I feel sick and need help - VeggieBoards
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#1 Old 05-16-2007, 06:25 PM
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I only a week ago stopped eating meat and am new to all of this. I have only realized the ugliness of what I was doing recently. I am starting to feel sick and don't think I am eating good. This is probably because I don't know what to eat. I mostly have lived off cereal, yogurt, and a great big bag of carrots.



I do not know what I am supposed to be eating and I have even stopped eating cereal at the moment until I can find out more as to why some don't drink milk. I do not know what I should be eating and every time I turn left or right there is something new I find that I have been eating that I no longer desire.



I do not have anyone where I live to talk to and therefore do not know what I should be doing. It seems like I just dropped being ignorant all of a sudden and there is a lot of negative things I see that I do not like.



Can someone tell me what my eating habits should be? I am a 17 year old male of average weight. Also, why is it that some don't drink milk. I thought no animal was harmed in the process of milking, I am confused .



EDIT: Btw, hope posted in correct place. This forum is to big .

The recipe for perpetual ignorance is: be satisfied with your opinions and content with your knowledge. -Elbert Hubbard
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#2 Old 05-16-2007, 07:31 PM
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Welcome to VB! You need to be doing massive amounts of research right now. Variety is key here. Fruits, vegetables, whole grains, nuts, beans. If you don't want to go vegan right now, fine. It's probably better if you transition yourself slowly after doing more research. Google vegetarian diets or find the nearest library.



You musn't choose just a few foods to "live off." In order to thrive you need to include many different colors and textures from each food group. I'm sure others on this board will have loads of great advice for you, but it is imperative that you get some variety into your diet and do not limit yourself to three or four foods.



(ETA: If you still want to eat cereal without consuming cow's milk, milk substitutes are excellent. I like Silk Soymilk and Rice Dream. They can be found right in the dairy aisle. They are also fortified with very important vitamins and minerals.)
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#3 Old 05-16-2007, 07:45 PM
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I have to agree with CatLadyVT. You should do a lot of research, go to you local library and look up any vegan recipe books, also nutrition books.



Variety is pretty essential.



As for reasons against milk, you could start here: (assuming it's for ethical reasons)

http://www.vegansociety.com/html/ani.../dairy_cow.php



There's milk alternatives, rice milk, soy milk, almond milk, potato milk, etc. There seem to be these alternatives in many stores now days.

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#4 Old 05-16-2007, 08:16 PM
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I am not expecting to not make mistakes but I am trying where I can. However, there are a few things I can not do.



My school does not have a library and I am not allowed at the city's (don't ask , it was nothing bad).



As for thing's like milk. I do not like what I read of how it is gotten but I don't realistically think I can drop it until I am on my own. As far as I know, I think the other milk types are expensive in comparison and I am 17 and can not buy my own items (jobless and I have to assist around home a lot so I can not get a job). On top of that, we are not a family fortunate in money.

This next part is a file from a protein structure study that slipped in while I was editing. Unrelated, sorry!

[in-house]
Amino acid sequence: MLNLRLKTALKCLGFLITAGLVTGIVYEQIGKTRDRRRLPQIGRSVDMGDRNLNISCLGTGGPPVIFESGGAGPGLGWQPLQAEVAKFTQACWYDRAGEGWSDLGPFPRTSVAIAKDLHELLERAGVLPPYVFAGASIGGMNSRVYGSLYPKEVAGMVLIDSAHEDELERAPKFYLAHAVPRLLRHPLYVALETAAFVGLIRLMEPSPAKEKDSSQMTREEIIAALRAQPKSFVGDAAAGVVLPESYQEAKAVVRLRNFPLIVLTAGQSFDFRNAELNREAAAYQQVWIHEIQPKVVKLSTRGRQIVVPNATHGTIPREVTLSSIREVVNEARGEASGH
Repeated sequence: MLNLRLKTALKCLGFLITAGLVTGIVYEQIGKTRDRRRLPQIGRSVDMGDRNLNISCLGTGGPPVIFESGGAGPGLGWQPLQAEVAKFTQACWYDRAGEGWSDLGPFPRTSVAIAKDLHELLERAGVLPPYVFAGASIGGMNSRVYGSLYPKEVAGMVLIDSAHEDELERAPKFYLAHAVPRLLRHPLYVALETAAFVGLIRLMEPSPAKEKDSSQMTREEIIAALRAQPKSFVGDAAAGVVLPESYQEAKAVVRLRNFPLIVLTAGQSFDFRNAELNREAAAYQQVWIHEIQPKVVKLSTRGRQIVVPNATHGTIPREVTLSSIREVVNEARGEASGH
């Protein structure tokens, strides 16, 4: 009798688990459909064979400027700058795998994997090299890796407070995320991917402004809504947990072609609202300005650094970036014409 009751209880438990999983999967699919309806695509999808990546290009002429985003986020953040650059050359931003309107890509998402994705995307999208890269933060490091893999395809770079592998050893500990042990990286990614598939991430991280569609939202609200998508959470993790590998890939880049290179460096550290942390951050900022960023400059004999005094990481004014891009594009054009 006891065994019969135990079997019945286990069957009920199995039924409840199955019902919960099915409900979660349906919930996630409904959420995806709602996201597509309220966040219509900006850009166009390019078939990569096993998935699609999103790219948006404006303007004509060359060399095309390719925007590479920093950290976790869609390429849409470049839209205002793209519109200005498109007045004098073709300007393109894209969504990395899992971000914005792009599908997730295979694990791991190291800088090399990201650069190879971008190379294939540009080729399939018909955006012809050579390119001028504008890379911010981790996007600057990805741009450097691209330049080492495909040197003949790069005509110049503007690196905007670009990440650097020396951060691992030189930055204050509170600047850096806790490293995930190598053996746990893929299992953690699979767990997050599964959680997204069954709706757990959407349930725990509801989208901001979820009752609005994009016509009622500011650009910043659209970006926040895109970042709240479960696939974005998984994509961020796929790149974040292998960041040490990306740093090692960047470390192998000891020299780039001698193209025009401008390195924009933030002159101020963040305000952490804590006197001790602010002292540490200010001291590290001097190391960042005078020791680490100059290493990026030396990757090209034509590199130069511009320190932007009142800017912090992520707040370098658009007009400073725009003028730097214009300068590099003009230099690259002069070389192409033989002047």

As for researching on the net. I don't know where to begin. I am mostly looking for a non meat list of what I CAN eat and what I MUST eat to get what I need to keep on going. I don't know what websites are outdated, what ones are reliable in good info, and what ones offer not overly expensive options. On top of that I did find a meal plan but realized after reading a bit that I was on a site for teenage girls and so I left as I am sure a male and females amount of needed food would probably be different.

The recipe for perpetual ignorance is: be satisfied with your opinions and content with your knowledge. -Elbert Hubbard
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#5 Old 05-16-2007, 08:25 PM
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I just have to say, it is really sad that your school doesn't have a library. Now, go to google.com and type in vegetarian nutrition or vegetarian diet. If you are concerned that you are not equipped to do adequate research on your own, see your doctor for nutrition advice.



You must have foods from each food group to be healthy: protein, veggies, fruits, grains, healthy fats. Giving up dairy is not a must right now. It is a nice goal for the future, but right now you need to concentrate on getting your nutrients. I said this before and I will say it again: Veggies, fruits, grains (whole grain breads, rice, pasta, cereals), nuts, beans, dairy or dairy substitutes. Eat as many different colors as you can.



It would be helpful, if you can, to talk to your family about your concerns. They may be supportive and try to help you out. They may even consider making some changes to their eating habits as well. Good luck, and please be careful with your health.



P.S. Eating vegetarian doesn't have to be expensive. In fact, look at the meat prices. Vegetarians eat basically everything meat eaters eat, minus the meat. Vegans are more restrictive but it doesn't sound like you are quite ready for that yet.
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#6 Old 05-16-2007, 08:31 PM
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Hi Jacob



Well you have to decide your self on the level of veg/an you want to start of they range from lacto/ ovo to vegan in here ...all are welcome



The advice was spot on in the previous post . Maybe you could visit the recipe sections to get a couple of basic recipes that have a good balance , are easy to cook and then work from there .